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Laura Ashley, partnering with IMG, could make comeback through licensing

Known for its floral dresses in the 1970s, Laura Ashley might return in a bigger way, thanks to the investment firm that bought its IP and archives in 2020, who has brought IMG on board to explore licensing opportunities
April 13, 2022/22.54

Mabalu/Creative Commons 4·0
Above: Laura Ashley dresses from the 1970s.
Laura Ashley could be making a bigger comeback, if its owner’s partnership with IMG bears fruit.

Laura Ashley dates from the early 1950s and started in a flat in Pimlico. The brand’s dresses were particularly popular in the 1970s, when the floral, lengthy look was in. At this point, the company employed 1,000 people worldwide. By 1985, it employed over 4,000 people and turnover was US$130 million. It went public that year. However, by the 1990s, the company’s direction became uncertain, and in 1998 Malayan United Industries bought 40 per cent of the firm, later a majority shareholding.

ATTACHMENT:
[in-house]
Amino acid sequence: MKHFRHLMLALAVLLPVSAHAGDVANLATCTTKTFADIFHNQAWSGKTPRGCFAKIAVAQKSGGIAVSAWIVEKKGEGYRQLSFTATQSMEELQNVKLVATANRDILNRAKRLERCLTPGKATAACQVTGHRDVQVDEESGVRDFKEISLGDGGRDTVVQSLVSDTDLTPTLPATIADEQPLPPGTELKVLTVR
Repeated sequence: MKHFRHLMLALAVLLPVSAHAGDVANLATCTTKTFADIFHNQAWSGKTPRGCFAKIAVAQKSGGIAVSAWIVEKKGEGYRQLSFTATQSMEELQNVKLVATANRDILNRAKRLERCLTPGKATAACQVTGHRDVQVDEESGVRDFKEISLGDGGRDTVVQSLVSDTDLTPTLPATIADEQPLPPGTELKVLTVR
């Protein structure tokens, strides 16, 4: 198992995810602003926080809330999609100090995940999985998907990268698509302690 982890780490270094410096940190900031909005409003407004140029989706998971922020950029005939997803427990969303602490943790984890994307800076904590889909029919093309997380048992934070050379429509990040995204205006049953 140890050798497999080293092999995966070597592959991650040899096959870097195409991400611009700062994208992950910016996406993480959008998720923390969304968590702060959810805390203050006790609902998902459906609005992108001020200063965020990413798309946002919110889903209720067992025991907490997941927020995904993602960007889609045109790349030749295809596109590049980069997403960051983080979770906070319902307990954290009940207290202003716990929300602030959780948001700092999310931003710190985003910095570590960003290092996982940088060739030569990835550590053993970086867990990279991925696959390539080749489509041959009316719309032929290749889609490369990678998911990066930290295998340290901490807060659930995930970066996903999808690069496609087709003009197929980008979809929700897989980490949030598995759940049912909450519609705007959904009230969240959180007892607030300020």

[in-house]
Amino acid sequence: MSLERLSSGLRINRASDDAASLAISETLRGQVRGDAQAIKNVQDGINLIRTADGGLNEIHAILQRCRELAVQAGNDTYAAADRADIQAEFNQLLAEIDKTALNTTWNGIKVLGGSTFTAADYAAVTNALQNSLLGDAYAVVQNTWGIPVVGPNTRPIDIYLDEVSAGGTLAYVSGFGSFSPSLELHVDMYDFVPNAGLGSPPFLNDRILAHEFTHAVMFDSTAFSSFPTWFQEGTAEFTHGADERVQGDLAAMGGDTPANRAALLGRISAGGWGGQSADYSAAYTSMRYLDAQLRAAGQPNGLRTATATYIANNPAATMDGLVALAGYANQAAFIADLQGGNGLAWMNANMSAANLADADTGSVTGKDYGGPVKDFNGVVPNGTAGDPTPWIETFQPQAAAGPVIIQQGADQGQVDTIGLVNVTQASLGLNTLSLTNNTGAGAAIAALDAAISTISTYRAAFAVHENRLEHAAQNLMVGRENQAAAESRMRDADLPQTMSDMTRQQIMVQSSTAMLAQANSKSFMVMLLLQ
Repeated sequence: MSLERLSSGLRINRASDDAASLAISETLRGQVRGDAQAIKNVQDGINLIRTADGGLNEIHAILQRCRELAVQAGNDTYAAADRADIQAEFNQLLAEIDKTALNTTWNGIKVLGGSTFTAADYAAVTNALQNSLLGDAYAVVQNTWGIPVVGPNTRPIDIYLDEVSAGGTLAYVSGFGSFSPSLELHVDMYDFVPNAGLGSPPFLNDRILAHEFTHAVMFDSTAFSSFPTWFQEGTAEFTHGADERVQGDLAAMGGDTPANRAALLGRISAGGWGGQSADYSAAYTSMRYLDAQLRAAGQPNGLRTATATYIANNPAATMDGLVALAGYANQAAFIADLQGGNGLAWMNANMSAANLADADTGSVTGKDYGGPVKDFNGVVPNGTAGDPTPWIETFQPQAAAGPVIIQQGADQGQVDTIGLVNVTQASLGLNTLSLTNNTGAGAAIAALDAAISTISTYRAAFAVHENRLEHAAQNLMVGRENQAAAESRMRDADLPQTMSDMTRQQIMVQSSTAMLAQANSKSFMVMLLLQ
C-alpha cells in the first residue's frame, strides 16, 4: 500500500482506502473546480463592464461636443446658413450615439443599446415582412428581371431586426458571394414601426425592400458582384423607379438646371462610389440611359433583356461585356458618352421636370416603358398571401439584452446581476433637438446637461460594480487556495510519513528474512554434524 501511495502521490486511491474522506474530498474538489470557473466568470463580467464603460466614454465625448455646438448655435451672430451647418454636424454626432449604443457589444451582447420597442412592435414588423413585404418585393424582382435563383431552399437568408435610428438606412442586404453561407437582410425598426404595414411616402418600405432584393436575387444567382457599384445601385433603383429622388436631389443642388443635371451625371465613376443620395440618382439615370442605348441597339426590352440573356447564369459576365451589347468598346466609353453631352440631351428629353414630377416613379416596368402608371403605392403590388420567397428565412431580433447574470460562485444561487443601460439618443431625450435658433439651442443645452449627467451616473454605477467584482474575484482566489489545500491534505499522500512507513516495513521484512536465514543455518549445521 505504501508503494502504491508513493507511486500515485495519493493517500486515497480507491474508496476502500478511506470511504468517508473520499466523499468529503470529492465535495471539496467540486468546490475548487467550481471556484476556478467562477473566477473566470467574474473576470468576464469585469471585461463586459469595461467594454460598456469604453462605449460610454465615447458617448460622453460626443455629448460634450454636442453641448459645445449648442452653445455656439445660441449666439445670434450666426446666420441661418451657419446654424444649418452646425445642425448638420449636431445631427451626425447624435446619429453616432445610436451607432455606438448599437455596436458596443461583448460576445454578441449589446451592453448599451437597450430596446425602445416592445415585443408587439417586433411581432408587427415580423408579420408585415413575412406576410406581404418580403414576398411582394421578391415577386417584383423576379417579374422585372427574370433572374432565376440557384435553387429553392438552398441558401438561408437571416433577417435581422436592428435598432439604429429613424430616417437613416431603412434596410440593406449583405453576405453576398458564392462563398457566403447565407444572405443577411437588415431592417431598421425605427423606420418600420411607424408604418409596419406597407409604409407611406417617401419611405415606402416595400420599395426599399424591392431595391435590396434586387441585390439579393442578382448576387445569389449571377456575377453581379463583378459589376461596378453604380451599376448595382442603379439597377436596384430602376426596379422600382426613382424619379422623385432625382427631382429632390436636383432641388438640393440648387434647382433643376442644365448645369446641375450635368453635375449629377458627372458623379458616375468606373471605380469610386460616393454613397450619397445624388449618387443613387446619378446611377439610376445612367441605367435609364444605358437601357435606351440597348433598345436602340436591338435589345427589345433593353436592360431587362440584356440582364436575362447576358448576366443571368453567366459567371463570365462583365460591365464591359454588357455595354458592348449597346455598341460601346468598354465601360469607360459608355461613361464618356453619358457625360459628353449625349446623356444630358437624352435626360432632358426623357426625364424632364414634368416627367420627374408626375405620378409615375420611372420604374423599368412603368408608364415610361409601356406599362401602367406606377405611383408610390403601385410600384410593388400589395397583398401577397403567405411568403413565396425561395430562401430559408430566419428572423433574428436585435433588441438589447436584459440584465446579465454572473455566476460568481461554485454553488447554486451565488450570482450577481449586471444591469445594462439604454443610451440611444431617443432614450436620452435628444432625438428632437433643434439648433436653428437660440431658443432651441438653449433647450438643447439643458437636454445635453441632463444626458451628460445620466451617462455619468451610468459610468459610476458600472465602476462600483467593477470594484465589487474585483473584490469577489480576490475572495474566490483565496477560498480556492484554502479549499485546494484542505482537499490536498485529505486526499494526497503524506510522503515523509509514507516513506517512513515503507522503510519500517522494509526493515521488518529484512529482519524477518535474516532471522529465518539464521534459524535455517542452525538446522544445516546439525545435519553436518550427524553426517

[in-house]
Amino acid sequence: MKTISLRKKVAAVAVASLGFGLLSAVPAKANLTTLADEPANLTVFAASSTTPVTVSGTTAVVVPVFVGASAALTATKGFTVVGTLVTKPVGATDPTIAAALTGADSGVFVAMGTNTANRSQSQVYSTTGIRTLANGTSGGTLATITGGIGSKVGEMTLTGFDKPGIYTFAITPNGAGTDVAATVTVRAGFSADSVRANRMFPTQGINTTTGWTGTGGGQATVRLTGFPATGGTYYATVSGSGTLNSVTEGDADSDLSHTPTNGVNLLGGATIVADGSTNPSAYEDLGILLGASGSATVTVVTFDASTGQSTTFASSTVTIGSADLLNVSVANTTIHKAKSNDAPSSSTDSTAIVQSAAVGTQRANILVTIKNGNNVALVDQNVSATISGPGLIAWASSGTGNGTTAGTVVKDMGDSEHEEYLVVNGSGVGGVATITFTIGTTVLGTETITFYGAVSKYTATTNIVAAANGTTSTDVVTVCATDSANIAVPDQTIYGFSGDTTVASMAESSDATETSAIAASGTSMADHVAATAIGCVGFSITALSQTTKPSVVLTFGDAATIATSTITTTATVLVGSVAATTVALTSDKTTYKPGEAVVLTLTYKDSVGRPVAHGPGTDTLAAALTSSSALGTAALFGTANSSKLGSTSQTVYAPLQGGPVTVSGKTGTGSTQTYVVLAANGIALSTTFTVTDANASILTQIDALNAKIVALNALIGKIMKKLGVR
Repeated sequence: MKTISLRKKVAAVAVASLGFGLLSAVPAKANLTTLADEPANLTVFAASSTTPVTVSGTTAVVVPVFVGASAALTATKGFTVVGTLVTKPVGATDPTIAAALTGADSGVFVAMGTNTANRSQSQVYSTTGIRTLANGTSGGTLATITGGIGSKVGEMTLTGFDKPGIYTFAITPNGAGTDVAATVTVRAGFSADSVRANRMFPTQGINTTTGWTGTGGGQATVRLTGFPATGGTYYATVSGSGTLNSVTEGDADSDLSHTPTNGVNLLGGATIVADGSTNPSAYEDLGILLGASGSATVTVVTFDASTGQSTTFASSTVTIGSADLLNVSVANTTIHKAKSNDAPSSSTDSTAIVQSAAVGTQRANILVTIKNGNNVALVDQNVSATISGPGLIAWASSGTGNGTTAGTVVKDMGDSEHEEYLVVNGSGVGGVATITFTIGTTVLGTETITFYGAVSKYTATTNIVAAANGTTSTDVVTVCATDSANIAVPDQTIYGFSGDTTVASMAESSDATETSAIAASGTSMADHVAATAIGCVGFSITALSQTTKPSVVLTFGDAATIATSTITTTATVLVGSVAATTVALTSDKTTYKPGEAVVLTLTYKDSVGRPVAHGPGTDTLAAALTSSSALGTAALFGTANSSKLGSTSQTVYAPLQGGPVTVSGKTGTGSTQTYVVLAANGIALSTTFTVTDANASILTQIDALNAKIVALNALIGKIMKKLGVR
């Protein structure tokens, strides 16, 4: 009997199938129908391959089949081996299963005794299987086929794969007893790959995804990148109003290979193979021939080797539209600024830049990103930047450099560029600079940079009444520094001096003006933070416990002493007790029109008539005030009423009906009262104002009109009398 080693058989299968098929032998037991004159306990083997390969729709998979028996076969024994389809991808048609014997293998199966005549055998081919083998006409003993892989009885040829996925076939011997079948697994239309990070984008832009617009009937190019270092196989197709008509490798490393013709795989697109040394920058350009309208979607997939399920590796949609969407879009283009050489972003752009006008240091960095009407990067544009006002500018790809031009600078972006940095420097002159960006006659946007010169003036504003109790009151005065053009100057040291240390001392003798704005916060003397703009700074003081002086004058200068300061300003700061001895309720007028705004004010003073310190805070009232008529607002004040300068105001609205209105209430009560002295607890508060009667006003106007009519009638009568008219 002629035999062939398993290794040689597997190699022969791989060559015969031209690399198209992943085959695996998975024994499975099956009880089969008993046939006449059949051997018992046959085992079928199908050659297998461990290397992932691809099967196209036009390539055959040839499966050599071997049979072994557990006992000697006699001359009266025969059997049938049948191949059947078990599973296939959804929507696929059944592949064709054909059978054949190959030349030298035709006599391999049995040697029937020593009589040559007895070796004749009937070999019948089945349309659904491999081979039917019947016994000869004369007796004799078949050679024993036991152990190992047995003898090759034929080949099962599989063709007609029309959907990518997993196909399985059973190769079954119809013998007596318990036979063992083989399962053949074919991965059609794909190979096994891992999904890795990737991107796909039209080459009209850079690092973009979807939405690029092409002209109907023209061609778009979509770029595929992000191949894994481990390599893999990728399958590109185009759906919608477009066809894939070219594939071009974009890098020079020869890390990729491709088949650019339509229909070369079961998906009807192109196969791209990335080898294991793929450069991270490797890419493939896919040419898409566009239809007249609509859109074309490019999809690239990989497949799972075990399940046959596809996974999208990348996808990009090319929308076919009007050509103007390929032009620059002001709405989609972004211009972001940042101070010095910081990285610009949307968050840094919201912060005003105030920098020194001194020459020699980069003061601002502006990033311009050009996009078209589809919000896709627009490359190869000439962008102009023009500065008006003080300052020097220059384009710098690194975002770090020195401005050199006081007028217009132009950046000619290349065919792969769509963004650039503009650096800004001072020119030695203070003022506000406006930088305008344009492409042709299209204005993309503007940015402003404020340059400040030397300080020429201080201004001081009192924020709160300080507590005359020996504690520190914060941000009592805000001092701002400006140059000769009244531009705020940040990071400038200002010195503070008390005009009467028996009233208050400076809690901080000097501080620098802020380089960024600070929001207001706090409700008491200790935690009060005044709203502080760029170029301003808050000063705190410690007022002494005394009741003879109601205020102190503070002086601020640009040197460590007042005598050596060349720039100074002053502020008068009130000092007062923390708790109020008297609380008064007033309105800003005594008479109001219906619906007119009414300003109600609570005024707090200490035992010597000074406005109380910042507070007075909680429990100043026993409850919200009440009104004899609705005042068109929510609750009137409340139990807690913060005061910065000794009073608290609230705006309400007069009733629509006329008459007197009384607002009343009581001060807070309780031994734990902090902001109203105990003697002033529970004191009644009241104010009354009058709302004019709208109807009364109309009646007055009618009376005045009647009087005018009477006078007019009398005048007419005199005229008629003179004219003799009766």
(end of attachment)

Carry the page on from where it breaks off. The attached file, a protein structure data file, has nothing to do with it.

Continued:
Under MUI, the retail stores were closed though Laura Ashley returned to profit, though by 2018 its Australian operation went into administration, and by 2020, the company filed for administration. Gordon Brothers acquired the brand, archives (with 98,000 pieces of artwork, textiles and footage), and intellectual property.

Under Gordon Brothers, a spring homeware collection was launched in Next stores, and a collaboration with womenswear brand Batsheva in 2021.

Gordon Brothers has partnered with IMG to expand the brand, and expects that apparel, footwear, accessories, beauty, homeware items and hospitality offerings will appear with the Laura Ashley name through licensing and retail partnerships and collaborations.

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Filed by Lucire staff